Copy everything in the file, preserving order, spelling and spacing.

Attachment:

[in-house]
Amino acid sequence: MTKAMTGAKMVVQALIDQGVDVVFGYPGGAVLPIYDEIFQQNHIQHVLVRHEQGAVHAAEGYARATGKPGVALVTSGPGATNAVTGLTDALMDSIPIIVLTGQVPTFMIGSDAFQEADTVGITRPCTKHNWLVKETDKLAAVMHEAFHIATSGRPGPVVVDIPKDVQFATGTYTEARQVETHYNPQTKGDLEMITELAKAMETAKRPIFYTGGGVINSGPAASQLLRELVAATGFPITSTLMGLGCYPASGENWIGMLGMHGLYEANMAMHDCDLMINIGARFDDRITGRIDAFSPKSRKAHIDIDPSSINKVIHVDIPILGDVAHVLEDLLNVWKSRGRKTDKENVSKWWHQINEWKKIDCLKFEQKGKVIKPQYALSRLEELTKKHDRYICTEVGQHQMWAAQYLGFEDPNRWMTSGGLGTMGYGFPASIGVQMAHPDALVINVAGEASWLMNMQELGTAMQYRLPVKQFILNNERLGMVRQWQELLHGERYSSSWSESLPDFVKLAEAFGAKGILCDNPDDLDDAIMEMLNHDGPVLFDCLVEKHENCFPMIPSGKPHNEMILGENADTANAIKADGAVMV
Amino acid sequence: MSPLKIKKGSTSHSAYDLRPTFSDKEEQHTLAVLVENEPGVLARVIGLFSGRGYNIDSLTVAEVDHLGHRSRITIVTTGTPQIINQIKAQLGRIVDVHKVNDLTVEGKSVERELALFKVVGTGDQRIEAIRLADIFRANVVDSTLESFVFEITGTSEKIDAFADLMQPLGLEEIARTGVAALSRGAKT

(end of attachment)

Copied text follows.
[in-house]
Amino acid sequence: MTKAMTGAKMVVQALIDQGVDVVFGYPGGAVLPIYDEIFQQNHIQHVLVRHEQGAVHAAEGYARATGKPGVALVTSGPGATNAVTGLTDALMDSIPIIVLTGQVPTFMIGSDAFQEADTVGITRPCTKHNWLVKETDKLAAVMHEAFHIATSGRPGPVVVDIPKDVQFATGTYTEARQVETHYNPQTKGDLEMITELAKAMETAKRPIFYTGGGVINSGPAASQLLRELVAATGFPITSTLMGLGCYPASGENWIGMLGMHGLYEANMAMHDCDLMINIGARFDDRITGRIDAFSPKSRKAHIDIDPSSINKVIHVDIPILGDVAHVLEDLLNVWKSRGRKTDKENVSKWWHQINEWKKIDCLKFEQKGKVIKPQYALSRLEELTKKHDRYICTEVGQHQMWAAQYLGFEDPNRWMTSGGLGTMGYGFPASIGVQMAHPDALVINVAGEASWLMNMQELGTAMQYRLPVKQFILNNERLGMVRQWQELLHGERYSSSWSESLPDFVKLAEAFGAKGILCDNPDDLDDAIMEMLNHDGPVLFDCLVEKHENCFPMIPSGKPHNEMILGENADTANAIKADGAVMV
Amino acid sequence: MSPLKIKKGSTSHSAYDLRPTFSDKEEQHTLAVLVENEPGVLARVIGLFSGRGYNIDSLTVAEVDHLGHRSRITIVTTGTPQIINQIKAQLGRIVDVHKVNDLTVEGKSVERELALFKVVGTGDQRIEAIRLADIFRANVVDSTLESFVFEITGTSEKIDAFADLMQPLGLEEIARTGVAALSRGAKT